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Modern Cryptography Research Paper

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CS 6903 - Applied Cryptography Lecture 10: Lecture 10, slides 3-15
Speaker: Giovanni Di Crescenzo, Scribe: Chaitanya Bhorade December 13, 2014

This document contains notes for Lecture 10, slides 3-15. These are the lecture notes with some additional information by the scribe, for Lecture 10 Slides 3- 15. The primary focus is on Digital Signatures and its constructions. Properties of a digital signature is then discussed. This is followed by some Digital Signature schemes. And finally Digital Signatures in practice are shown to conclude the notes.



Digital Signatures is a concept derived form a normal signature which is used to confirm the origin of a received document. Asymmetric cryptographic technique is been implemented to ensure whether the received document is authenticated or not. With some factors, a digital signature offers more security than a real-life signature. Because it is difficult to convert a digital signature for message m which can be used as a sign a new message m’ A digital signature for a document would be bits which are derived from: the document and the secret key of the signer.The public key is available freely to anyone who wants to verify the signature. Whereas the other key, which is a secret key, is only known to the one that is authorized to generate the signatures which are associated with that public key.


Properties of Digital Signature
• Integrity: Recipients can be confident that the message has not been accidentally modified. 1

• Authentication: Recipients can be confident that a message is originated from the sender. • Publicly Verifiable: Along with the recipient, anyone who has a public key provided by the signer, can verify the signature validity. • Non-repudiation: The signer cannot deny having signed a message. • Non-repudiation: A signed document with any recipient can be transferred to anyone, who in turn can verify the original senders signature.


Additional properties of a Digital Signature

A signature cannot be used to validate any different document as a digital signature depends on that specific signed document. Someone who has a secret information can only create a signature. A documents signature can be validated without knowing the secret information used to create the digital signature. A signature wont be valid, when a document is produced that differs from an original document by one bit.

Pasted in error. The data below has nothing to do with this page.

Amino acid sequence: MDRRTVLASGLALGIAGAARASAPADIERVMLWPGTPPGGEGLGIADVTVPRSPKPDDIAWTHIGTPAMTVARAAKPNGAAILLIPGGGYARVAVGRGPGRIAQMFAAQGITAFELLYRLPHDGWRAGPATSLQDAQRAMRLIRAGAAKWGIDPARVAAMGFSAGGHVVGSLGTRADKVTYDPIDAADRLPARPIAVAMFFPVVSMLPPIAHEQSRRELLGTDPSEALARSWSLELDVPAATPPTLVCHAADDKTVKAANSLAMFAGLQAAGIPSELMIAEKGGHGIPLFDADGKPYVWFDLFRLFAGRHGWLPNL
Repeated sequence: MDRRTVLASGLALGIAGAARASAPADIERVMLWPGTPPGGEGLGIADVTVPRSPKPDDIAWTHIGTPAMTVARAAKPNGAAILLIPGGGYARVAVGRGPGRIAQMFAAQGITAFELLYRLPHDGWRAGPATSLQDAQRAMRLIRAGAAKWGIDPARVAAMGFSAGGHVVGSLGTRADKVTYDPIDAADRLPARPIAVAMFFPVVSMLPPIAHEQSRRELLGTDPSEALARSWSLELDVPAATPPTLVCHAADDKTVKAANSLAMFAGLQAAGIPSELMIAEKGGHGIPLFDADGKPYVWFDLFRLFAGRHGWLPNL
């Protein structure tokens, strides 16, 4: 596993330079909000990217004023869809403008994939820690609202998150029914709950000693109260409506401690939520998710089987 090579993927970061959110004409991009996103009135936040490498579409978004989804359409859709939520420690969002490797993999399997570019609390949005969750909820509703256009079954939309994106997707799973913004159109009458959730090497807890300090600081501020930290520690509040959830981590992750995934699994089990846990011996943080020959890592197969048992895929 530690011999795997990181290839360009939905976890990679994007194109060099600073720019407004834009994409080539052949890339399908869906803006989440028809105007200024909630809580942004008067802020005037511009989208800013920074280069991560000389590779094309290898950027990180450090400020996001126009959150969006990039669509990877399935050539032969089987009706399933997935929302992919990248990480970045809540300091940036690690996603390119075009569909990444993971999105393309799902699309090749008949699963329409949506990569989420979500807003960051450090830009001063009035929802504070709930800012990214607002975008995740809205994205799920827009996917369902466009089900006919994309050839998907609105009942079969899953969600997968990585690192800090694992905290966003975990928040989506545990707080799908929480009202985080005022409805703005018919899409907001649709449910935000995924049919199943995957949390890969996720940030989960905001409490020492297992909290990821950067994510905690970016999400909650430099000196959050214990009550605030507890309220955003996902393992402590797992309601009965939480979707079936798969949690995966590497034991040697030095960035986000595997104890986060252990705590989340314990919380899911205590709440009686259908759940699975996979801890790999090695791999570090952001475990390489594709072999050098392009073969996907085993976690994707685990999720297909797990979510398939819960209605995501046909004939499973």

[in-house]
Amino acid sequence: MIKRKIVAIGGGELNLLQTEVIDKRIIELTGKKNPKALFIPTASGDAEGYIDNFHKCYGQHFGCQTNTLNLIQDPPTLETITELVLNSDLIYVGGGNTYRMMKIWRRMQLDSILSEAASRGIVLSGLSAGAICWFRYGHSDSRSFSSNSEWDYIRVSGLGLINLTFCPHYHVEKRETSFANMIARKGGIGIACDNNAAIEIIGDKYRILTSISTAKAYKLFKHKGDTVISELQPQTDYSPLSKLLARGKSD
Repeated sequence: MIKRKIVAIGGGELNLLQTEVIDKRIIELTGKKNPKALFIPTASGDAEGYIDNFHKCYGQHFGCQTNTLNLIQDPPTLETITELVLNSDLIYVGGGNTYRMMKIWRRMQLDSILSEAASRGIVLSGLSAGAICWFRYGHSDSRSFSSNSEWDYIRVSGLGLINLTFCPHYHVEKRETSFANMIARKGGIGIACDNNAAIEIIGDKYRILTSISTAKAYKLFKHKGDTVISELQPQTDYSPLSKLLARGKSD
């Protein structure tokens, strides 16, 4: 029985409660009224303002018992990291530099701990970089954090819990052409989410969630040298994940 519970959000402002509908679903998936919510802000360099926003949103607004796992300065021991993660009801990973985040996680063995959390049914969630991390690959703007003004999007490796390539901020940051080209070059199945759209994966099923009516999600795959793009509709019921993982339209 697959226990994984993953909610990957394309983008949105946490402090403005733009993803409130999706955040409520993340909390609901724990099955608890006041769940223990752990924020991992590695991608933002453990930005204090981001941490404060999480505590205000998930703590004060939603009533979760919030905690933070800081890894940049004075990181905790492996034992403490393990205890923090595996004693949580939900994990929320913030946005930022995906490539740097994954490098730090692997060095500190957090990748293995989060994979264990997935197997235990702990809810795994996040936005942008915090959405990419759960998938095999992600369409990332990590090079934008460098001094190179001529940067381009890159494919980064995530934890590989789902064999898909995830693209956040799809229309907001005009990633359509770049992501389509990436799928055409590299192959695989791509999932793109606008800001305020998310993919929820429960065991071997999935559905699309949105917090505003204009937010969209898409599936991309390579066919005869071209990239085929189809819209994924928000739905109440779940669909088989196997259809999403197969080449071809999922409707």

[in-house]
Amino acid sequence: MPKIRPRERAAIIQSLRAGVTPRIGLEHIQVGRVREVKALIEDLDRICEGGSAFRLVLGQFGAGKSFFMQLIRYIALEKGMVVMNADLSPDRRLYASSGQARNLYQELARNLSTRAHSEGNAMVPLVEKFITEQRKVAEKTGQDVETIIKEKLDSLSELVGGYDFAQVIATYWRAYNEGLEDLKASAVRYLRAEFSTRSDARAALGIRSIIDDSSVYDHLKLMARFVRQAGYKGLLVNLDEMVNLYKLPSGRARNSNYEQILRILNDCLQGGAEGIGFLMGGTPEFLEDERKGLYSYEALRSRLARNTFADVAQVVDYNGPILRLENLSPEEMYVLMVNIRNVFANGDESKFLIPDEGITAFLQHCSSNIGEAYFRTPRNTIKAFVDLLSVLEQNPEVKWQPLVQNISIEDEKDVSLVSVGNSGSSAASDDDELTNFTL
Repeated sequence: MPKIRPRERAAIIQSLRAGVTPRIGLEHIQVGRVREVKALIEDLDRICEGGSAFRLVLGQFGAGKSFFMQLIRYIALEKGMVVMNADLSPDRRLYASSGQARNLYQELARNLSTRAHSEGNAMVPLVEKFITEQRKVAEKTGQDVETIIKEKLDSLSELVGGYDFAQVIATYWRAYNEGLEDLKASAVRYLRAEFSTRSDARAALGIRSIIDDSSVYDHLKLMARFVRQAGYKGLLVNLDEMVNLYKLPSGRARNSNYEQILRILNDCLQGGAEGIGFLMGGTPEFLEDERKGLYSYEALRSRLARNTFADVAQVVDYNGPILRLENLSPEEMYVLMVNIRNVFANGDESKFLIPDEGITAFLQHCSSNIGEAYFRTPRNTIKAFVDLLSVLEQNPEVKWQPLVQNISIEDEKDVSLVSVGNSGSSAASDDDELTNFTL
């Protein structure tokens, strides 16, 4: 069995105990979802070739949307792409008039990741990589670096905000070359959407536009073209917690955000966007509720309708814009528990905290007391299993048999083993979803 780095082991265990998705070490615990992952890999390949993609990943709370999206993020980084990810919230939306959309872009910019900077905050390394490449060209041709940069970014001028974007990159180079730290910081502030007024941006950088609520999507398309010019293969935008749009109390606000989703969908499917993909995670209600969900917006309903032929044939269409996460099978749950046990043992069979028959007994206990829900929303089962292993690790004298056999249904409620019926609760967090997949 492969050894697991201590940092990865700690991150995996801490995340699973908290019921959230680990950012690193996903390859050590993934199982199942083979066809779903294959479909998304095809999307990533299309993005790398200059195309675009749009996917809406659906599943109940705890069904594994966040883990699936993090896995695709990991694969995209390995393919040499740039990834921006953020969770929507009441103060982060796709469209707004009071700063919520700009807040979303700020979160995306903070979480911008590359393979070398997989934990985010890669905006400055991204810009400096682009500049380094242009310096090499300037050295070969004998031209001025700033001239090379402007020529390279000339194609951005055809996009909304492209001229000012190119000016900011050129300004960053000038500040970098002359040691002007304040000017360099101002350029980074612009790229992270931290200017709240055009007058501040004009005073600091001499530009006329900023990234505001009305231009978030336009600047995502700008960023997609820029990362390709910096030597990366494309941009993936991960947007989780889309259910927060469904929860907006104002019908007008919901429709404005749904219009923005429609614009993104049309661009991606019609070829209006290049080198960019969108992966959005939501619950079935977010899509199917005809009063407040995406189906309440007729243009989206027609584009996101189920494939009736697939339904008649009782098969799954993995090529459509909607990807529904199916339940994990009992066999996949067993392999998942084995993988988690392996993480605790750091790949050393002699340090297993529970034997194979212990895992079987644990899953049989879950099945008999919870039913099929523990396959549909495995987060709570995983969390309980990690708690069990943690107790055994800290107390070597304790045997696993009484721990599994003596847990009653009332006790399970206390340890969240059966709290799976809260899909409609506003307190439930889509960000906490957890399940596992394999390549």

Example of Validating Data Integrity

Figure 1: Digital Signature Scheme used to validate data Integrity. The above figure 1 shows two items transferred to the recipient of some signed data (original data and the digital signature). The digital signature 2

would be the one way hash of the data which is encrypted with the signers private key. In order to validate the integrity of the data, the receiving side would use the public key to decrypt the hash. It then uses the same hashing algorithm which was used to generate a hash of the original data. Finally both the hashes are compared. If they do not match, then the data has been changed or the public key used for the second hash is faulty or doesnt have any relation with the original signed document. Basically Signer or sender uses public key and the secret key to compute a digital signature of the message, and the receiver or in digital signatures case, anyone who wants to verify validity uses the public key. Signer decides to reveal the public key upfront.


Syntax in signature scheme
• A digital signature scheme consists of three algorithms (G,S,V) such that: The key generation algorithm G is a randomized algorithm that returns a public key PK and a secret key SK, we can write it as R (P K, SK) ←− G(1n ). − • The signing algorithm S is a (possibly) randomized algorithm that takes the secret key SK and a message m and outputs a signature σ; we write R σ ←− SSK (m). − • The verification algorithm V is a deterministic algorithm that takes the public key PK, a message m, and a signature σ, and outputs VP K (m, σ) ∈ accept, reject.

We require VP K (m, SSK (m)) = accept for all (P K, SK) ←− G(1n ) and − m ∈ {0, 1}∗ .


Figure 2: Syntax of Digital Signature Scheme. Above figure 2 is a diagrammatic representation of the syntax of a digital signature scheme.